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Brits warned as thousands of families are stranded at airports

Brits warned as thousands of families are stranded at airports

Over 1,200 flights were cancelled

Brits have been warned after thousands of families have been left stranded at airports following the UK's worst day of disruption to flying in over a decade.

Holiday-goers and travellers alike have been stranded with more than 200,000 affected by delays and cancellations.

The situation came about after a major outage hit Britain's air traffic control system resulting in the cancellation of more than 1,200 flights at the end of the bumper bank holiday weekend.

More than 200,000 passengers have been affected by delays and cancellations.
Craig Hastings / Getty Images

The 'network-wide' failure meant that controllers were left having to enter flight details manually which, in turn, led to significant delays with many passengers being stuck on grounded planes for hours on end.

Officials have not yet confirmed what caused the failure however government sources and aviation officials have revealed to The Times that a cyberattack has been ruled out.

While such passengers may be entitled to some money back for hotel or meal expenses from their airline, they will not be able to claim statutory compensation as the whole ordeal has been described as an 'extraordinary circumstance'.

The airport that suffered the most was London Heathrow, with 312 arrivals and departures, slightly ahead of London Gatwick with 300.

Other major airports affected by the network fault included Manchester which had 162 flights cancelled, London Stansted which saw 104 grounded, Edinburgh and Luton Airport which had 102 cancellations and the likes of Belfast International, Bristol and Birmingham airports all having more than 50 cancelled flights.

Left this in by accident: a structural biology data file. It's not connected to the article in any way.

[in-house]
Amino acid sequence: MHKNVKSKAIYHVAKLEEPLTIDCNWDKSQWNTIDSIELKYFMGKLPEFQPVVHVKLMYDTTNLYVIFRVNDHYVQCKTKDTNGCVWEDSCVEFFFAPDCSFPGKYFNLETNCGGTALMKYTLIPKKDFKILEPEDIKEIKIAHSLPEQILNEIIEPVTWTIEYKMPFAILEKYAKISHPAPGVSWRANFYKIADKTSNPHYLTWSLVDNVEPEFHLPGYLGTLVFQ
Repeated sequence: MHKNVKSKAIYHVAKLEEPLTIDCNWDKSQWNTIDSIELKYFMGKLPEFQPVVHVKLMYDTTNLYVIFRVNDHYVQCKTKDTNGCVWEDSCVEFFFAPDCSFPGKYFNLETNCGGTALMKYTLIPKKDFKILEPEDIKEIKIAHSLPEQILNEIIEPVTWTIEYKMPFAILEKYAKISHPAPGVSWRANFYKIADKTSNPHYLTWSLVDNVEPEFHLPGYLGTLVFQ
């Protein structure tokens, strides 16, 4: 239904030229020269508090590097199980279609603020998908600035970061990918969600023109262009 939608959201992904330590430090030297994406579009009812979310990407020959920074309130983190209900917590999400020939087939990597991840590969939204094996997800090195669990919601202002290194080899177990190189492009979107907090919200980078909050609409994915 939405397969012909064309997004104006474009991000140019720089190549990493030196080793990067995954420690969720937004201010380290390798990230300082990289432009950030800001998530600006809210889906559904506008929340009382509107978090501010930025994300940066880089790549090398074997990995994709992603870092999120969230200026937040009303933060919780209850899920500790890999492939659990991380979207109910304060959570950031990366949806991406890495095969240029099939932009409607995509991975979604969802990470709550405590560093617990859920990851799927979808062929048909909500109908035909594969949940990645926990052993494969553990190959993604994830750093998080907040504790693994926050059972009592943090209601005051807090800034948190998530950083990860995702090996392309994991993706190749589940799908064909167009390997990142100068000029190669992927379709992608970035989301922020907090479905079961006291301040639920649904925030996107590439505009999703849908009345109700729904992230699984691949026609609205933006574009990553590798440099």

In a statement, the National Air Traffic Services (NATS), apologised for the disruption, saying: "We have identified and remedied the technical issue affecting our flight planning system this morning.

The National Air Traffic Services said it has 'remedied the technical issue'.
Craig Hastings / Getty Images

"Our engineers will be carefully monitoring the system’s performance as we return to normal operations.

"The flight planning issue affected the system’s ability to automatically process flight plans, meaning that flight plans had to be processed manually which cannot be done at the same volume, hence the requirement for traffic flow restrictions."

NATS later updated its initial statement to add: "It will take some time for flights to return to normal and we will continue to work with the airports and airlines to recover the situation.

"Our priority is always to ensure that every flight in the UK remains safe and we are sincerely sorry for the disruption this is causing. Please contact your airline for information on how this may affect your flight."

While the outage has since been resolved it's likely to have a knock-on impact for days.

Heathrow Airport has confirmed its services will 'remain significantly disrupted', saying: "The issue has been resolved, however schedules remain significantly disrupted.

"If you are travelling on 29th August, please ensure you contact your airline before travelling to the airport."

Luton Airport said 'flights may be subject to delay or cancellation' while London Stansted said that while it planned to run a normal schedule today (29 August): "Our terminal may be busier than anticipated."

Talk about a chaotic end to the bank holiday weekend.

Featured Image Credit: izusek/GettyStockImages/Craig Hastings/GettyStockImages

Topics: UK News, Travel